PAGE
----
Saturday, 16 July 2011

East Croydon to East Grinstead

East Croydon has proved to be a handy station for connecting trains. There are three island platforms with 6 lines. I have changed here a few times and checked out the station. Accessibility has been much improved and it is a good place to change trains if you want to avoid Victoria and London Bridge.

I reported my trip from East Croydon to Tonbridge in a previous post and on Tuesday, I went to East Grinstead. I arrived at East Croydon, headed up the ramp, went through the ticket barrier and entered a maze for the ticket.  I bought a boundary zone 6 return to East Grinstead and headed back to the ticket barrier and asked where to go.  It was Platform 6 and I had a few minutes to wait.  The station staff on the platform were very helpful and have all sorts of information which they can rattle off, such as the number of coaches in relation to where you are standing.  This is useful as the position depends on your starting point.

East Croydon is a busy station and you need to be aware of commuters on the ramps. I changed from the Thameslink at St Pancras going south and on the return changed at City Thameslink. Both interchange stations have platform staff who can arrange help at your destination. The new Thameslink trains have automatic announcements but you may have to ask “Where are we” on the older rolling stock. 

East Grinstead is on the Oxted line and it possible to change at Oxted and get a train to Uckfield. The journey is pleasant and I spent a few hours in East Grinstead. There is a lot to do once you have found the town centre. The town is old with many Elizabethan, Tudor and Jacobean buildings. There is a museum which was closed when I went on a Tuesday. There is also the Sackville College, a Jacobean alms house which is open at certain times. I went to St Swithun's Church, which I found after instructions from a member of staff at Boots, the chemist, where I had bought a sandwich, selected by staff.

Some locals gave me directions to the library where I met Simon Kerr, the Tourism and Information officer of East Grinsted. Simon was a mine of information. Before I lost my sight I had been to East Grinstead and had been on the Bluebell Railway. Simon told me that this steam railway would be connected to the Network from 2012 so it will be easier to do this on your own from next year. The current connection is via a bus which was not running when I went.   Simon also mentioned that the town had a 350 seat theatre based at the Checkermead Centre.

In my short trip I found St Swithun's which is well worth a visit and I was sorely tempted to pull a bellrope which was hanging from a tower! An 18th century alarm bell which I have pressed in trains, planes and elevators (lifts).  I had lunch in the Bar Kuba which is on the High Street with a side door near the Museum. I could make out the impressive skyline of the buildings and picked the timber framed buildings with my peripheral vision. The information which Simon gave me was read to me later and I found that I had covered most of the sites and sights though I had not appreciated them at the time.  I would put East Grinstead in the same rank as St Albans. Another pleasant town which can be done on ones own.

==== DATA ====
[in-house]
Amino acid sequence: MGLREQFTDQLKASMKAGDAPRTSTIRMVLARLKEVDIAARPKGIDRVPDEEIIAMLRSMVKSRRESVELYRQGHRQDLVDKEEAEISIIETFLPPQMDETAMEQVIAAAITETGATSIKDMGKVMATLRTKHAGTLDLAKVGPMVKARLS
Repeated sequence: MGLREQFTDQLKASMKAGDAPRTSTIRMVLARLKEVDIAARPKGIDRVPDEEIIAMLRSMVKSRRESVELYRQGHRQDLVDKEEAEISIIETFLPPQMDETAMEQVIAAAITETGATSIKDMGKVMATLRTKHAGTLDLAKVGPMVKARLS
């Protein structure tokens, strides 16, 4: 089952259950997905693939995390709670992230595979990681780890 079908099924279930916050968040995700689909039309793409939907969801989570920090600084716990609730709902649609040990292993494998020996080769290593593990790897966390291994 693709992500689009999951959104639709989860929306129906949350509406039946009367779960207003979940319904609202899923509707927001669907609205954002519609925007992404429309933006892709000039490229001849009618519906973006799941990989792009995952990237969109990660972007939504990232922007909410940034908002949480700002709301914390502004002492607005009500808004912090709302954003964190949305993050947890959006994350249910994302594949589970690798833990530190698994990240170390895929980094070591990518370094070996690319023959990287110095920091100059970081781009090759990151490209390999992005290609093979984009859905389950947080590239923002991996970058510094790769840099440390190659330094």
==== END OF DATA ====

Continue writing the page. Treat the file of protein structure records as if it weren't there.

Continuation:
Navigation Tips

Ask East Grinstead Station staff for instructions to London Road and High Street. There is an awkward roundabout which is best approached anti-clockwise. East Grinstead has two tone tactile crossings of high quality and reliable alignment. London Road has the usual stores with logos which I can recognise from the colour and “script” such as Boots, Clarks and Santander. It may be worth refamiliarising yourself with some changes. People often offer directions naming a cafe or a bank or a mobile phone store or even a charity shop. I recognised the British Heart Foundation in London Road. A mix of logo and colour (I can see some red now!)

In summary, a good trip near London.  Return rail fare £4.75 with Freedom Pass and Railcard.  Thanks to:
- the lady at Boots who helped me pick a sandwich and advised me on what to visit;
- the people in St Swithun's, who helped me pick some postcards;
- the staff at Bar Kuba for help with lunch;
- the lady in the street who told me what the Stone House was and where to find the library;
- the Southern Railway staff and other staff at stations enroute at East Croydon and City Thameslink.

Finally a very big thank you to Simon Kerr. If out and about it can often be difficult to get local information.  This shows the importance of our library and museum services around the country Use them or lose them!


Comments received from Simon Kerr at the East Grinstead Tourism Initiative (  Used with permission.

Thank you for the kind words …  I loved your expression about ‘a serendipity trip’ which I think I shall borrow for our future publicity material, if you don’t object.

I was also heartened by your remarks about the two tone tactile crossings here, and if you don’t mind I would like to pass on your comments to our County Highways Department –
I’m sure they would welcome some positive feedback.

 interestingly we are due to have a brand new station here and the ‘First turn of the spade’ ceremony will take place this coming Monday, so we might at long last have a brand new station to greet you soon.